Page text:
The video also shows he is not concerned about real science, not about true environmental science or, really, the facts. He just hates the oil and gas industry. So, Madam Speaker, he needs to go. He needs to be replaced with someone who cares more about the environment than personal crusades against industry.

Madam Speaker, I would like to place in the Record the Forbes article that was published today regarding the EPA official that I just mentioned.

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Mr. POE of Texas. Thank you, Mr. Burton, for your comments. I appreciate the gentleman from Indiana.

Several comments about what you said are important. The administration, the government, says drilling is up in the United States. That is true. But drilling on Federal lands is not up.

Mr. BURTON of Indiana. Down 11 percent.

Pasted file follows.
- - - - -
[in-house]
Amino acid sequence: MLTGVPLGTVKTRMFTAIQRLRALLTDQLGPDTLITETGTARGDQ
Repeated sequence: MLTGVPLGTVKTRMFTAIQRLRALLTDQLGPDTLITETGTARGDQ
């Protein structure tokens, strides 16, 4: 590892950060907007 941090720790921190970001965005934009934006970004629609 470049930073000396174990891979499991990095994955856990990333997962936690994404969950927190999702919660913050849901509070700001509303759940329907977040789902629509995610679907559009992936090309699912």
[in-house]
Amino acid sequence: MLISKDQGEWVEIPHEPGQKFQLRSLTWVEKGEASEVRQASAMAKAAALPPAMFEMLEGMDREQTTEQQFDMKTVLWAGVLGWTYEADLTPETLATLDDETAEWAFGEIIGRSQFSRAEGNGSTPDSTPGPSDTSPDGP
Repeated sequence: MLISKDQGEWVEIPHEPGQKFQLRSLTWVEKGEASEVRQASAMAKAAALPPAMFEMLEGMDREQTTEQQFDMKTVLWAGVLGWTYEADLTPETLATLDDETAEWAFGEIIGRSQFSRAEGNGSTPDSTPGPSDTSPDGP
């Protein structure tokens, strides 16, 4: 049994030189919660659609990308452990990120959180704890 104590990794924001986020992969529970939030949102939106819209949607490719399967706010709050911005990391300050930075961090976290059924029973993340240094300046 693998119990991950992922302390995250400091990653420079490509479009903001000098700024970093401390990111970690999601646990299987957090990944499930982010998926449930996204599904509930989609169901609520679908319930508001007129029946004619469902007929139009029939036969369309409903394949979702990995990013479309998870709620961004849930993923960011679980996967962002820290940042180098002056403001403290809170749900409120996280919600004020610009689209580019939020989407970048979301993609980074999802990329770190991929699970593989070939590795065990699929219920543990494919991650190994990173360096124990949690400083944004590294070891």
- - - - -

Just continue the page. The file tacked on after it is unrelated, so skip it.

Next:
Mr. POE of Texas. The drilling is taking place on State-owned property or private property, but other lands other than Federal lands. If it wasn't for that, drilling would be down in the United States. If we go back to the Gulf of Mexico, the same situation we have in the Gulf of Mexico has been ever since the BP incident.

Permitting is taking too long. It takes a record amount of days, sometimes months, to issue a permit in the deep water and in the shallow water. The shallow water guys operate with a very small amount of capital. They can't stay and wait around for the government to make a decision on a permit or not, so they aren't able to drill. In the deep water, those deepwater wells, those rigs, they cost $100,000 a day whether they're operating or they're sitting there, and that's why some of them have left the Gulf of Mexico to never return. They've gone down to South America; they've gone to off the coast of Africa, to drill where countries are friendlier to the drilling safely off of their coast.